The SSU Code establishes a distinct legal regime for ‘solid minerals’, uranium and hydrocarbons. With regard to solid minerals, the new Code reflects Kazakhstan’s efforts towards aligning its mining policy framework with international models, and introduces a number of general changes designed to create a more streamlined and predictable legal environment for foreign investors. In that respect, as noted by the OECD, ‘[a] number of jurisdictions including Australia, Finland, Germany, and the UK, have acknowledged the improvements made to the new legal and regulatory framework of Kazakhstan’s mining sector.’

While mining rights under the 2010 subsoil law were granted under contracts following a competitive application process, mining rights (except for uranium) under the SSU Code are granted under licences, which are issued on a first come, first served basis.

The SSU Code contains provisions outlining the relevance of environmental and water quality assessments as part of the licensing process, as well as Kazakhstan’s commitment to transparency reporting in accordance with the international standards of the Extractive Industries Transparency Initiative.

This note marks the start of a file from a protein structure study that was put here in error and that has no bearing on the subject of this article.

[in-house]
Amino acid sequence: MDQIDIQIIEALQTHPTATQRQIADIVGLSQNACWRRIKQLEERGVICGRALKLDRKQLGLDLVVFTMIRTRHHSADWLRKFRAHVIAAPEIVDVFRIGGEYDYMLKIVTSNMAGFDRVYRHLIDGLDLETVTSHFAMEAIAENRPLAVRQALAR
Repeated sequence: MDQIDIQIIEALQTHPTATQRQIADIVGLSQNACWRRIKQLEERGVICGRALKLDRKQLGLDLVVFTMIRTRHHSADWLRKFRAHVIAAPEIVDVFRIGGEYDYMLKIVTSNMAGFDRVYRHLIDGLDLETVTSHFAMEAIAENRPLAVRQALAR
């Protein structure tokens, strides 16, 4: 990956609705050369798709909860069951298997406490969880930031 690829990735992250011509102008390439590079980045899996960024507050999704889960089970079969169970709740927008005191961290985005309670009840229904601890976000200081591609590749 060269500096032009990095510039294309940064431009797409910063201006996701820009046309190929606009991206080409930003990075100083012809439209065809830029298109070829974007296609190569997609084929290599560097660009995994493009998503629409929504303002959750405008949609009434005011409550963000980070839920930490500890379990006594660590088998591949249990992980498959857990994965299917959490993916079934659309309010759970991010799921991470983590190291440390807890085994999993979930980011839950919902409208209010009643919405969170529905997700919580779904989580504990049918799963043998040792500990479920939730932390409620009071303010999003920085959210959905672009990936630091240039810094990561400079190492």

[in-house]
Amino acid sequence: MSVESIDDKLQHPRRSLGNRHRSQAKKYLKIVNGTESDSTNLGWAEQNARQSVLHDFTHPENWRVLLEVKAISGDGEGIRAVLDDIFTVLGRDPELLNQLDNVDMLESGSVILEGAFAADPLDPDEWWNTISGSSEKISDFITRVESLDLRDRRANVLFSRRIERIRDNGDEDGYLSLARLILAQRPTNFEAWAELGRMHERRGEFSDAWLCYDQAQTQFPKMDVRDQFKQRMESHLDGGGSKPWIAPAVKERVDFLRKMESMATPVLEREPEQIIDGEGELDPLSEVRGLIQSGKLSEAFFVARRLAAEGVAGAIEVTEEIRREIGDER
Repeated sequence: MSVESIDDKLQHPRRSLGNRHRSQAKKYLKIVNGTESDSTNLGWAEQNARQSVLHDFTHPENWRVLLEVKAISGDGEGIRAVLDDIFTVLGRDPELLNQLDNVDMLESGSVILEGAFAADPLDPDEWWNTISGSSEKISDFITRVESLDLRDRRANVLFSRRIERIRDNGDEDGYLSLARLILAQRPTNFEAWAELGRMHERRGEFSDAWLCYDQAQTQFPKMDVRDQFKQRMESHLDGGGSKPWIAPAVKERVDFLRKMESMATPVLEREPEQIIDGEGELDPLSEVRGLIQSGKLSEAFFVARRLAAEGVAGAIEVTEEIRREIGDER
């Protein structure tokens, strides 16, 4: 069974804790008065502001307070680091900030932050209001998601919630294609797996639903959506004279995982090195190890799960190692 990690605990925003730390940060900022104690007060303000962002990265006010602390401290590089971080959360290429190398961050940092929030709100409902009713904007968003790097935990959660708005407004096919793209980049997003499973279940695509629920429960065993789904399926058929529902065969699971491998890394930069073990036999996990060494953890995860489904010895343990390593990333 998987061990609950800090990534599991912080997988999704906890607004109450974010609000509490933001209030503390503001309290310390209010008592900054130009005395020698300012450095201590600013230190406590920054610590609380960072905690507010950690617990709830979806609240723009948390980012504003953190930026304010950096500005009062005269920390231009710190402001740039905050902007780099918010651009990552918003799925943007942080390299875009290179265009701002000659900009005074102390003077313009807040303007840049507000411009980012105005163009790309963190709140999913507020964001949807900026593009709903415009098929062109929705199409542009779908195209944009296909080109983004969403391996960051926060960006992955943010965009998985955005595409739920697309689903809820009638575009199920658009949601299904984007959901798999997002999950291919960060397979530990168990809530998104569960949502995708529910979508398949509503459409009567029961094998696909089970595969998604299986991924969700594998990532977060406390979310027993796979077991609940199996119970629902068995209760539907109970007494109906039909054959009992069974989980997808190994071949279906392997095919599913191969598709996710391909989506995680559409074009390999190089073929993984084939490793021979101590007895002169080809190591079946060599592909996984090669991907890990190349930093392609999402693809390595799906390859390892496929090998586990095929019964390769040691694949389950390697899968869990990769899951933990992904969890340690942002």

The SSU Code generally refers to the principle of stability of subsoil use conditions.

Under the SSU Code, licences are governed by Kazakh law and disputes in connection with mining licences are submitted to Kazakh courts, notwithstanding the application of an international treaty (e.g., a bilateral investment treaty) ratified by Kazakhstan providing for the settlement of disputes before other forums, such as an international arbitral tribunal.

Taxation of mining activities remains handled separately as part of the Tax Code, which was substantially amended in January 2018. In particular, the Tax Code no longer requires subsoil users to pay excess profit tax, reimburse historical costs or pay a commercial discovery bonus.



Kazakhstan is a party to:

-the 1994 Energy Charter Treaty (ECT), as well as several multilateral investment agreements such as the 1997 Moscow Convention on the Protection of Investor Rights (the Moscow Convention), the 2008 Agreement on Promotion and Reciprocal Protection of Investments in the Member States of the Eurasian Economic Community (the Eurasian Investment Agreement), the 1981 Agreement on Promotion, Protection and Guarantee of Investments among the Member States of the Organization of the Islamic Conference (the OIC Investment Agreement), or the 2004 US–Central Asia TIFA;